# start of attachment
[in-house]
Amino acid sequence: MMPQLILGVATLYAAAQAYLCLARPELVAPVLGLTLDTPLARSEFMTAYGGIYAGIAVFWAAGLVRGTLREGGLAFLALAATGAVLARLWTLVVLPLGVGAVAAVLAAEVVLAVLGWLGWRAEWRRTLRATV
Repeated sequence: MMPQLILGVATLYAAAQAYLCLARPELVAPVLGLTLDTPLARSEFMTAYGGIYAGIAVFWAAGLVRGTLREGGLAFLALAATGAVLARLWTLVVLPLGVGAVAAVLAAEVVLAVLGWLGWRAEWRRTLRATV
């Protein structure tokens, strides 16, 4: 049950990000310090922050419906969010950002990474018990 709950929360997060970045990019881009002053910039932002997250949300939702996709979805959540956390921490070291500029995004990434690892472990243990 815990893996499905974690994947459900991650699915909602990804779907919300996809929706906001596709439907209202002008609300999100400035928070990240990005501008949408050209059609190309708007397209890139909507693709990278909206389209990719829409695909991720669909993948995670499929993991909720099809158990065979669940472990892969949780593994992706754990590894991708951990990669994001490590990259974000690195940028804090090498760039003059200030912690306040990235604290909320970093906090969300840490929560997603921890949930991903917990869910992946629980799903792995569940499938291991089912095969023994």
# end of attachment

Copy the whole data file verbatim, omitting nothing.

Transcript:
[in-house]
Amino acid sequence: MMPQLILGVATLYAAAQAYLCLARPELVAPVLGLTLDTPLARSEFMTAYGGIYAGIAVFWAAGLVRGTLREGGLAFLALAATGAVLARLWTLVVLPLGVGAVAAVLAAEVVLAVLGWLGWRAEWRRTLRATV
Repeated sequence: MMPQLILGVATLYAAAQAYLCLARPELVAPVLGLTLDTPLARSEFMTAYGGIYAGIAVFWAAGLVRGTLREGGLAFLALAATGAVLARLWTLVVLPLGVGAVAAVLAAEVVLAVLGWLGWRAEWRRTLRATV
């Protein structure tokens, strides 16, 4: 049950990000310090922050419906969010950002990474018990 709950929360997060970045990019881009002053910039932002997250949300939702996709979805959540956390921490070291500029995004990434690892472990243990 815990893996499905974690994947459900991650699915909602990804779907919300996809929706906001596709439907209202002008609300999100400035928070990240990005501008949408050209059609190309708007397209890139909507693709990278909206389209990719829409695909991720669909993948995670499929993991909720099809158990065979669940472990892969949780593994992706754990590894991708951990990669994001490590990259974000690195940028804090090498760039003059200030912690306040990235604290909320970093906090969300840490929560997603921890949930991903917990869910992946629980799903792995569940499938291991089912095969023994």